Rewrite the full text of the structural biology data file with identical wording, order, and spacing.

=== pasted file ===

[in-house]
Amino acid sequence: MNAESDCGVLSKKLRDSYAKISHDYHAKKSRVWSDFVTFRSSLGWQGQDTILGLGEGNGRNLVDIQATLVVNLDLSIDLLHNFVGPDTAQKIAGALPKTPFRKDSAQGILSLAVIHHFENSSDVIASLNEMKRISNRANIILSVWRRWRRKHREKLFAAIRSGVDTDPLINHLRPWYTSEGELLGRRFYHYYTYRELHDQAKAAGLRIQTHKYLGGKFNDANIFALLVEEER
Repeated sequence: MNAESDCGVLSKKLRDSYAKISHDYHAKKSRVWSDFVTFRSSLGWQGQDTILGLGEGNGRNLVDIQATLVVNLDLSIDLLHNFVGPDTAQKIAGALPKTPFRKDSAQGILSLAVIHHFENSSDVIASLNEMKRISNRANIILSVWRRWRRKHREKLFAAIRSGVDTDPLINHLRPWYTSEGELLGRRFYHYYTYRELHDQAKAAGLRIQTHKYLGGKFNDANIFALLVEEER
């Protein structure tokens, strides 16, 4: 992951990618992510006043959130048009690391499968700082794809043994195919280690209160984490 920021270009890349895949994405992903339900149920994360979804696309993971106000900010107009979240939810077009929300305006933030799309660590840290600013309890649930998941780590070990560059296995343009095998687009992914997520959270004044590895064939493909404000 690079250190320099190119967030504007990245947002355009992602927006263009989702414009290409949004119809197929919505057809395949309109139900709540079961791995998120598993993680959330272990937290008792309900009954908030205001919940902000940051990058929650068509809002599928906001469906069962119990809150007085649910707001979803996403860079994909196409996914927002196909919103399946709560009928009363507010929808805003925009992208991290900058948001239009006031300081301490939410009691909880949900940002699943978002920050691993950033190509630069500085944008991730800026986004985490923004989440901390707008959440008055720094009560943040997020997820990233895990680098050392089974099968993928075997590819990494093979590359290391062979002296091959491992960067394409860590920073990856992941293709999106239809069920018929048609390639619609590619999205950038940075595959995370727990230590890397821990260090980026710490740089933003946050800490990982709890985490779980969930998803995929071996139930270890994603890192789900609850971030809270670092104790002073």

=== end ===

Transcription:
[in-house]
Amino acid sequence: MNAESDCGVLSKKLRDSYAKISHDYHAKKSRVWSDFVTFRSSLGWQGQDTILGLGEGNGRNLVDIQATLVVNLDLSIDLLHNFVGPDTAQKIAGALPKTPFRKDSAQGILSLAVIHHFENSSDVIASLNEMKRISNRANIILSVWRRWRRKHREKLFAAIRSGVDTDPLINHLRPWYTSEGELLGRRFYHYYTYRELHDQAKAAGLRIQTHKYLGGKFNDANIFALLVEEER
Repeated sequence: MNAESDCGVLSKKLRDSYAKISHDYHAKKSRVWSDFVTFRSSLGWQGQDTILGLGEGNGRNLVDIQATLVVNLDLSIDLLHNFVGPDTAQKIAGALPKTPFRKDSAQGILSLAVIHHFENSSDVIASLNEMKRISNRANIILSVWRRWRRKHREKLFAAIRSGVDTDPLINHLRPWYTSEGELLGRRFYHYYTYRELHDQAKAAGLRIQTHKYLGGKFNDANIFALLVEEER
């Protein structure tokens, strides 16, 4: 992951990618992510006043959130048009690391499968700082794809043994195919280690209160984490 920021270009890349895949994405992903339900149920994360979804696309993971106000900010107009979240939810077009929300305006933030799309660590840290600013309890649930998941780590070990560059296995343009095998687009992914997520959270004044590895064939493909404000 690079250190320099190119967030504007990245947002355009992602927006263009989702414009290409949004119809197929919505057809395949309109139900709540079961791995998120598993993680959330272990937290008792309900009954908030205001919940902000940051990058929650068509809002599928906001469906069962119990809150007085649910707001979803996403860079994909196409996914927002196909919103399946709560009928009363507010929808805003925009992208991290900058948001239009006031300081301490939410009691909880949900940002699943978002920050691993950033190509630069500085944008991730800026986004985490923004989440901390707008959440008055720094009560943040997020997820990233895990680098050392089974099968993928075997590819990494093979590359290391062979002296091959491992960067394409860590920073990856992941293709999106239809069920018929048609390639619609590619999205950038940075595959995370727990230590890397821990260090980026710490740089933003946050800490990982709890985490779980969930998803995929071996139930270890994603890192789900609850971030809270670092104790002073």